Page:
Benefits of bamboo: Bamboo vs Cotton and Hardwood

The benefits of bamboo are almost endless. Just some of the uses of this highly versatile plant include as a building material, in alternative medicine, as food for livestock, in meals for humans, in flooring and furniture, for organic charcoal and as a natural fibre fabric.

Here’s 7 reasons why bamboo is a more sustainable option than cotton and hardwood:

Fast growing

One of the best benefits of bamboo is that it’s an extremely fast-growing plant; it quite literally has the Guinness World Record. Bamboo can grow up to 91cm (3ft) in a single day!

Naturally organic

Many other natural materials (here’s looking at you, cotton) require synthetic pesticides and fertilisers to grow commercially. The chemical runoff from these plantations is horrendous for the environment. These toxic chemicals are also harmful to local insect populations as well as farm workers. Bamboo is naturally anti-microbial and requires no agricultural chemicals for a successful harvest.

Renewable

Bamboo has a renewable status because of its fast-growing nature. It is a natural composite material with a high strength-to-weight ratio, similar to hardwood. However, it takes a fraction of the time to grow. With deforestation of ancient forests running rampant across the planet, bamboo is a much more sustainable choice.

Water conscious

In a warming world, bamboo requires significantly less water to grow than many other crops. It often grows in wet, tropical climates. This means bamboo doesn’t require irrigation or the use of groundwater unlike cotton, one of the most water-intensive crops.

Absorbs CO2

All plants take in CO2 and produce oxygen, but bamboo contains more biomass per acre than many other plants. In other words, bamboo performs this process more efficiently. It converts up to 35% more CO2 into oxygen per acre than hardwood forests.

Stops erosion

Bamboo doesn’t require replanting after harvesting. That’s because bamboo grows a new shoot and begins to tower all over again. This leads to an extensive root system that protects soil from erosion.

You can eat it

Another benefit of bamboo is the fact that it’s edible for humans and animals. Moreover, it’s also used in alternative medicine.

Biofuel possibilities

Research into biofuels suggests they may be a cleaner alternative to fossil fuels. Bamboo is a possible non-food biofuel crop that scientists are testing.

Global growth         

There are many species of bamboo and it can survive all over the world including cold areas.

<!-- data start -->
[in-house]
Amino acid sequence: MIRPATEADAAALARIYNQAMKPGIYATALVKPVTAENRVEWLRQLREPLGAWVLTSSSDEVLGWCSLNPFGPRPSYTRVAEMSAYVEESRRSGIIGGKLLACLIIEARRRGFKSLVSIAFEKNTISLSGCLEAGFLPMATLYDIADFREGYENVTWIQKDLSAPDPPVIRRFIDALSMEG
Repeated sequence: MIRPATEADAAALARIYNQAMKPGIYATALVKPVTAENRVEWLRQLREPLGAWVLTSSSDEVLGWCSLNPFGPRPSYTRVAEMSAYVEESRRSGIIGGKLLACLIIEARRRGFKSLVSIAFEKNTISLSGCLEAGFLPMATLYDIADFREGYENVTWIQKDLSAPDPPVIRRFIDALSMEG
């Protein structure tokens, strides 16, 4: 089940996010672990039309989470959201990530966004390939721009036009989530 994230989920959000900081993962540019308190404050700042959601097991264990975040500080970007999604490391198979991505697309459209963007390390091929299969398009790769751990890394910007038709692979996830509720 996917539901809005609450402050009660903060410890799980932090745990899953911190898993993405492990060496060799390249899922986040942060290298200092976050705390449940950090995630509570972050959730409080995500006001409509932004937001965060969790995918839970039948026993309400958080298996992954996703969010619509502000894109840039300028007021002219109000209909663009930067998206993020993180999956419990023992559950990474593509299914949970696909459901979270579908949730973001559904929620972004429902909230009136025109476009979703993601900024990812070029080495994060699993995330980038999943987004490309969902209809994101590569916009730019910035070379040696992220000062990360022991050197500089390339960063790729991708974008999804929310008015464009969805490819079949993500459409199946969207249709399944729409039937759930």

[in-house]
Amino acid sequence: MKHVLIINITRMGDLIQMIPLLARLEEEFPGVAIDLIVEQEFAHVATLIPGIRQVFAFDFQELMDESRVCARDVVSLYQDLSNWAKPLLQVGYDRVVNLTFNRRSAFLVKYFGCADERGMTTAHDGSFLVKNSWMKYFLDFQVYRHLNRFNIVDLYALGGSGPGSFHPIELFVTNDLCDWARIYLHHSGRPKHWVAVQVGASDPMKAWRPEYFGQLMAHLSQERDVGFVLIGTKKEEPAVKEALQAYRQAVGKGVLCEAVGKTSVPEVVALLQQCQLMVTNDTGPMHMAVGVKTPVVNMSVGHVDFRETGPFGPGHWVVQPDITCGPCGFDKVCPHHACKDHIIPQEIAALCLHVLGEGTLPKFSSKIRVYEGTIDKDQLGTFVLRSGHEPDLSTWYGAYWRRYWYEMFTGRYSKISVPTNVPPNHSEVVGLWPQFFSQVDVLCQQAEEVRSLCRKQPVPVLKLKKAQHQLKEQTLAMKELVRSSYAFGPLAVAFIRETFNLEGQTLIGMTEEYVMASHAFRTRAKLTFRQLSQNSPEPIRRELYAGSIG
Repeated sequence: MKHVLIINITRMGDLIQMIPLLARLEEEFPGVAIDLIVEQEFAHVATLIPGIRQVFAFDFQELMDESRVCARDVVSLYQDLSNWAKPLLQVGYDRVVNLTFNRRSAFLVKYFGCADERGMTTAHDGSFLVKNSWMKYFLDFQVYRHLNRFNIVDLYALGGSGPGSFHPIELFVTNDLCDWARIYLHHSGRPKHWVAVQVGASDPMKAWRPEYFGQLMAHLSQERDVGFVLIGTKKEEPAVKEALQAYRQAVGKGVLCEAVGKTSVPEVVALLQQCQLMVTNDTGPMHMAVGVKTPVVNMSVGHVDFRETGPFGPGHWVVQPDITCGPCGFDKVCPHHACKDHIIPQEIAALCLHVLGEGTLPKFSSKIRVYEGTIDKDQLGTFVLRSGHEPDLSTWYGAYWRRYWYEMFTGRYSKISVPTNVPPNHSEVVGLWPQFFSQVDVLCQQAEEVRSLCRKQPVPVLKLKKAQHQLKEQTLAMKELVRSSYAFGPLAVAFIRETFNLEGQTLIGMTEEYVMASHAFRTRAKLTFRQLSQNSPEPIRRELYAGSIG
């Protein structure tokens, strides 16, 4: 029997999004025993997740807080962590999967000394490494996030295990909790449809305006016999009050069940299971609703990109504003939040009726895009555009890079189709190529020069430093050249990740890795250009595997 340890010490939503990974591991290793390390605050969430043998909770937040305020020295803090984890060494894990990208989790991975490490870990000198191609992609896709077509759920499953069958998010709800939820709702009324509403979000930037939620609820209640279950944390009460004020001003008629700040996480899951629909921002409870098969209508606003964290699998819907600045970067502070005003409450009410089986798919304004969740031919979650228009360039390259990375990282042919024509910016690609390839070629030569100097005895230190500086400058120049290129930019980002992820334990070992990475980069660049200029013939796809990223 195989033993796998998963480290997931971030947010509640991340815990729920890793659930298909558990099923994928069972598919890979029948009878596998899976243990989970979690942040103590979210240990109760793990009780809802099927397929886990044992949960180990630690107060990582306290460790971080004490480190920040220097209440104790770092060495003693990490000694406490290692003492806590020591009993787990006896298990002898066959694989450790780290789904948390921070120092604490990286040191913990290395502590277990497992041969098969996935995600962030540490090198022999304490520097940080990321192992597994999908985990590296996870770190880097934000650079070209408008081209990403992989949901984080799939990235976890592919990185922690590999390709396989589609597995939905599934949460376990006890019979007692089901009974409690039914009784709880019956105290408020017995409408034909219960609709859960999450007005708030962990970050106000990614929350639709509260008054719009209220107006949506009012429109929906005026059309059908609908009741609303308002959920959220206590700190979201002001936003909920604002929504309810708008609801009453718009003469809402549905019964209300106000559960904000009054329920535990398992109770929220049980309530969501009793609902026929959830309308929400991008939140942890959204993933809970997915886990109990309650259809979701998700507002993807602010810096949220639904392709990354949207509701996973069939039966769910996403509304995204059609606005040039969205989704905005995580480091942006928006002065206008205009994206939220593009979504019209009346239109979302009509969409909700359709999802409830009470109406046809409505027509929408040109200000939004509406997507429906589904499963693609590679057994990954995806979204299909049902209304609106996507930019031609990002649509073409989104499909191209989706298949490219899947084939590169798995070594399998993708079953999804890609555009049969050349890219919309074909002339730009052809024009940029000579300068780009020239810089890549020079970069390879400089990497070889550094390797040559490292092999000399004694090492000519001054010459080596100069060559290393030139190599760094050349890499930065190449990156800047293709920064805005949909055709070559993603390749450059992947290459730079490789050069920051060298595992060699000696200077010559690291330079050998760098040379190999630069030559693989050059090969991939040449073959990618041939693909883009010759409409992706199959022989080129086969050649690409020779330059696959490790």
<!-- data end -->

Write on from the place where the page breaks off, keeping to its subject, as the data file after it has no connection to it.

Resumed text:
Cons of bamboo wood and fabric

Unfortunately, bamboo isn’t perfect. Bamboo wood products such as flooring often require resins that can emit volatile organic compounds (VOCs). These are questionable for our health and the environment. Meanwhile, cheap bamboo products are often harvested too young or not processed properly. This can make them susceptible to damage and a shorter life span.

To turn the stalks into fibres, cheap bamboo fabric is often exposed to all sorts of nasty chemicals. However, most conventional fabrics are exposed to a similar toxic chemical soup during processing and dyeing. Above all, it’s important to remember that even the most seemingly sustainable fibres have an environmental impact.

>>> READ MORE – Why paper bags are BAD for the planet <<<

Overall, bamboo is a miracle plant because of its variety of uses and speedy growing ability.

As deforestation persists and cotton farming continues to desecrate the environment, there are many benefits of bamboo when compared with cotton and hardwood. That’s because bamboo offers a more eco-friendly and sustainable solution to hardwood and fabric.

Cheap bamboo products are often poor quality and emit toxic chemicals. A bamboo product isn’t automatically sustainable. Do your research and look into a bamboo brand’s processes to ensure you’re getting a safe and sustainable product.

Sources:
https://www.dnaindia.com/india/report-india-s-first-biofuel-refinery-to-harness-fuel-out-of-bamboo-2232917
http://tcpermaculture.com/site/2014/01/13/permaculture-plants-bamboo/
http://www.ijres.org/papers/v1-i2/C121326.pdf
https://www.britannica.com/plant/bamboo

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